Risk
11/22/2006
04:59 PM
Chris Murphy
Chris Murphy
Commentary
Connect Directly
LinkedIn
Twitter
Google+
RSS
E-Mail
50%
50%

To Improve Holiday Safety, I'll Start A House Fire Every Day In December Using A Different Christmas Decoration

The gimmick of churning out software security flaws on a daily basis for some set period has gotten ridiculous. First the Month of Browser Bugs, then the Month of Kernel Bugs, now the research firm firm Argeniss plans the Week of Oracle Database Bugs. Security researchers play an irreplaceable watchdog role. But it's time to retire this publicity stunt.

The gimmick of churning out software security flaws on a daily basis for some set period has gotten ridiculous. First the Month of Browser Bugs, then the Month of Kernel Bugs, now the research firm firm Argeniss plans the Week of Oracle Database Bugs. Security researchers play an irreplaceable watchdog role. But it's time to retire this publicity stunt.Larry Greenemeier early this year explored security researchers' practices in depth, laying bare the risks they create but ultimately concluding it's a necessary price to pay for good software. Agreed.

But this business of the Week of, Month of is without redeeming value. The Month of Browser Bugs was original enough to be somewhat interesting, making the point just how weak browsers could be. Now these are nothing more than a naked grab for publicity-and even that may backfire, warn some commentators on Slashdot, including this from "ajs (35943)": "My concern is that folks that are good at security testing, but too young to know how to direct their efforts constructively are going to destroy their fledgling careers before they get started. Many such bright kids these days assume that they'll make a name for themselves, and then the consulting bucks will roll in. Problem is that the wrong kind of press can lead to SOME work, but far less than you would have gotten by building a reputation in the industry through the quality of your work and references."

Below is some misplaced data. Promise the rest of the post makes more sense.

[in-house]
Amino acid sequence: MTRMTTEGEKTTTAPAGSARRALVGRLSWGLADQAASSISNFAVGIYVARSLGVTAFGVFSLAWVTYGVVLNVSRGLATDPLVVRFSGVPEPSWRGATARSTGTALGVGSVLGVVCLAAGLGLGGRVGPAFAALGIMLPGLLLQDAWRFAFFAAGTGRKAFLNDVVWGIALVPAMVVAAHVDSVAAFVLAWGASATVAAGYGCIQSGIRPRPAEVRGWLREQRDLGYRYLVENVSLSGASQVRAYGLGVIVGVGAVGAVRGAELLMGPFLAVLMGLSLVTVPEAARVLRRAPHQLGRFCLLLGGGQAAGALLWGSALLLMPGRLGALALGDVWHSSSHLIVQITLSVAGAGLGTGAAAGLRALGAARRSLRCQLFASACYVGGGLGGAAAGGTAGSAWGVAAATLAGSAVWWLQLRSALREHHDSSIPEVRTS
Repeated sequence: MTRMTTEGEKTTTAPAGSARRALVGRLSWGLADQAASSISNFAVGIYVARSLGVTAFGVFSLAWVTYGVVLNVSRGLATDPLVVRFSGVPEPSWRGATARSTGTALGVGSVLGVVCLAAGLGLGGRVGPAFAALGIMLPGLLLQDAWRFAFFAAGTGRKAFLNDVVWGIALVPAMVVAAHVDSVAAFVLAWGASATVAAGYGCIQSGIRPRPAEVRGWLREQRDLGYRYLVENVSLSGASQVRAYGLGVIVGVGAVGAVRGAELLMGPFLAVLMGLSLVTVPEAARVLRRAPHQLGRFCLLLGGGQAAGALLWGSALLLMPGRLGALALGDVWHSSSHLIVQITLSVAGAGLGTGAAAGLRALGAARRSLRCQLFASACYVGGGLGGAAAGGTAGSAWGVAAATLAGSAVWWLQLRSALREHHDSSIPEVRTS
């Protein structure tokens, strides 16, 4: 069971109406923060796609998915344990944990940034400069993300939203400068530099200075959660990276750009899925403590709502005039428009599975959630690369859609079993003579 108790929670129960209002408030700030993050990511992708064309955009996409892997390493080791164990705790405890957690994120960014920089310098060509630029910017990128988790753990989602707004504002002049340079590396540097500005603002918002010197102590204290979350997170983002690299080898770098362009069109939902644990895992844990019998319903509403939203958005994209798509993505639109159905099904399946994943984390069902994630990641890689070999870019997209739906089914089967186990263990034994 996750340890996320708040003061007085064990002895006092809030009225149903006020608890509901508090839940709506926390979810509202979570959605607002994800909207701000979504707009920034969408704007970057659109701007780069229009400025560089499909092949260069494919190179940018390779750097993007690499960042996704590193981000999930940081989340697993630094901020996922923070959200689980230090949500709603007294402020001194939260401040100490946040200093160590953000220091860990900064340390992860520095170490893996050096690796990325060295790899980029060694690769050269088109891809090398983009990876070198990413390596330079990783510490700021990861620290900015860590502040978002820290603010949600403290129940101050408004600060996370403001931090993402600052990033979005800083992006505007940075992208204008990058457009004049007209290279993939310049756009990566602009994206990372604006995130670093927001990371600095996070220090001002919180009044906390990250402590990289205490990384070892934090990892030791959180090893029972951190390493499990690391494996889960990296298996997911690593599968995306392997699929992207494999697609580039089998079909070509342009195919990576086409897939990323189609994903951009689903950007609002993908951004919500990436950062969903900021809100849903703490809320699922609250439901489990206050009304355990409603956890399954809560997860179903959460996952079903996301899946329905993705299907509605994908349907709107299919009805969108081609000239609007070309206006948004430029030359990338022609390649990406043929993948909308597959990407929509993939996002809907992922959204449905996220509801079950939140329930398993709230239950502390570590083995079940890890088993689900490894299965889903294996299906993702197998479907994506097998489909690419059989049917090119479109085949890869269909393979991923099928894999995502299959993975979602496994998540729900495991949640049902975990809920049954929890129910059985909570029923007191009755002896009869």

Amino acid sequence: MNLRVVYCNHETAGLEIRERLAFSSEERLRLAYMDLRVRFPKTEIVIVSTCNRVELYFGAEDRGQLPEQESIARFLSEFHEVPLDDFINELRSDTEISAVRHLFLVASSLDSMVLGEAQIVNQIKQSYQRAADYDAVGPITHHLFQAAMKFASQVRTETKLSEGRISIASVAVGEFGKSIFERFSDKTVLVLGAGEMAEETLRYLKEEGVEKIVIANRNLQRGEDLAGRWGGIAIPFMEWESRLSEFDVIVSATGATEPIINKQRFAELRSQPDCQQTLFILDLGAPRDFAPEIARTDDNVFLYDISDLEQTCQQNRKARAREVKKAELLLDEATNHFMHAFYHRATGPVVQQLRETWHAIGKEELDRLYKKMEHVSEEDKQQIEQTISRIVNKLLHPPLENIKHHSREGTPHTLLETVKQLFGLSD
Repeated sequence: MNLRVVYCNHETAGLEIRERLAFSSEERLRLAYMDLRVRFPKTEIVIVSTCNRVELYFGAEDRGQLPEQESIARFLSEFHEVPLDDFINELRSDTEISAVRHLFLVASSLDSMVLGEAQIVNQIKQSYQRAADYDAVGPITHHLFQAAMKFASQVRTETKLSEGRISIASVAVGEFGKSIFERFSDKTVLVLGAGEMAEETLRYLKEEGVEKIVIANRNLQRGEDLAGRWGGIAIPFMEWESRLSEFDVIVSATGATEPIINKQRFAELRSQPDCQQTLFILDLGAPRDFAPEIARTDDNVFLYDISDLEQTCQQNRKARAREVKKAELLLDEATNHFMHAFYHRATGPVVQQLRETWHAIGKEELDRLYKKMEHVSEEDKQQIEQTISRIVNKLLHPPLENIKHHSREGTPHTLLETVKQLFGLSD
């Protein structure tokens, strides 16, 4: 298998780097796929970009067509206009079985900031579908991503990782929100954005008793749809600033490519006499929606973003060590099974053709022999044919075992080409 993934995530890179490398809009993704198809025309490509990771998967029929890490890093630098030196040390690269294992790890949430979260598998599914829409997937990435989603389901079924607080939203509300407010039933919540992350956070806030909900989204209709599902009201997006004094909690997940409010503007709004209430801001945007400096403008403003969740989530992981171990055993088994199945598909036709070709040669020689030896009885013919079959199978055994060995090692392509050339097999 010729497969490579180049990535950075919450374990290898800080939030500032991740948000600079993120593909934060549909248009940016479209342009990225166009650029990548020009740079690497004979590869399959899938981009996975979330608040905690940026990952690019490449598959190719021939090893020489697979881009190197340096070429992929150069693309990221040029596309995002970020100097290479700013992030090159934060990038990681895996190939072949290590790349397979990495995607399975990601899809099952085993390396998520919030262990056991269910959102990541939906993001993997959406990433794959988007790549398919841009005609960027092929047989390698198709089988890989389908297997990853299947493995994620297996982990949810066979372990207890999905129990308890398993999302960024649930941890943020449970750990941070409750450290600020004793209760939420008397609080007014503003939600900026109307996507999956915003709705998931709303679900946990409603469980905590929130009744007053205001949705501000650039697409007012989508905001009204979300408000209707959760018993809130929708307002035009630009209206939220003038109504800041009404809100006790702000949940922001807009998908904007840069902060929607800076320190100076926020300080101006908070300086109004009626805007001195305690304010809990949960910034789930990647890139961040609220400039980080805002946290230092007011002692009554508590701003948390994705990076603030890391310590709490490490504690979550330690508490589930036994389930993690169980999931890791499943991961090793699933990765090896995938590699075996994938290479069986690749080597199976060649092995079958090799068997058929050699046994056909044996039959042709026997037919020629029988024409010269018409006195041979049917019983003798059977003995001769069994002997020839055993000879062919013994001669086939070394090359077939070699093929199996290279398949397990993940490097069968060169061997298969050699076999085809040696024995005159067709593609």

So it's time to end all such efforts, starting with cancellation of the upcoming Wood-B (Week of Oracle Database Bugs.) In return, I'll promise not to try to burn anyone's house down with a lighted Rudolph hologram yard decoration.

Comment  | 
Print  | 
More Insights
Register for Dark Reading Newsletters
White Papers
Cartoon
Current Issue
Dark Reading, September 16, 2014
Malicious software is morphing to be more targeted, stealthy, and destructive. Are you prepared to stop it?
Flash Poll
Video
Slideshows
Twitter Feed
Dark Reading - Bug Report
Bug Report
Enterprise Vulnerabilities
From DHS/US-CERT's National Vulnerability Database
CVE-2014-0993
Published: 2014-09-15
Buffer overflow in the Vcl.Graphics.TPicture.Bitmap implementation in the Visual Component Library (VCL) in Embarcadero Delphi XE6 20.0.15596.9843 and C++ Builder XE6 20.0.15596.9843 allows remote attackers to execute arbitrary code via a crafted BMP file.

CVE-2014-2375
Published: 2014-09-15
Ecava IntegraXor SCADA Server Stable 4.1.4360 and earlier and Beta 4.1.4392 and earlier allows remote attackers to read or write to arbitrary files, and obtain sensitive information or cause a denial of service (disk consumption), via the CSV export feature.

CVE-2014-2376
Published: 2014-09-15
SQL injection vulnerability in Ecava IntegraXor SCADA Server Stable 4.1.4360 and earlier and Beta 4.1.4392 and earlier allows remote attackers to execute arbitrary SQL commands via unspecified vectors.

CVE-2014-2377
Published: 2014-09-15
Ecava IntegraXor SCADA Server Stable 4.1.4360 and earlier and Beta 4.1.4392 and earlier allows remote attackers to discover full pathnames via an application tag.

CVE-2014-3077
Published: 2014-09-15
IBM SONAS and System Storage Storwize V7000 Unified (aka V7000U) 1.3.x and 1.4.x before 1.4.3.4 store the chkauth password in the audit log, which allows local users to obtain sensitive information by reading this log file.

Best of the Web
Dark Reading Radio
Archived Dark Reading Radio
CISO Insider: An Interview with James Christiansen, Vice President, Information Risk Management, Office of the CISO, Accuvant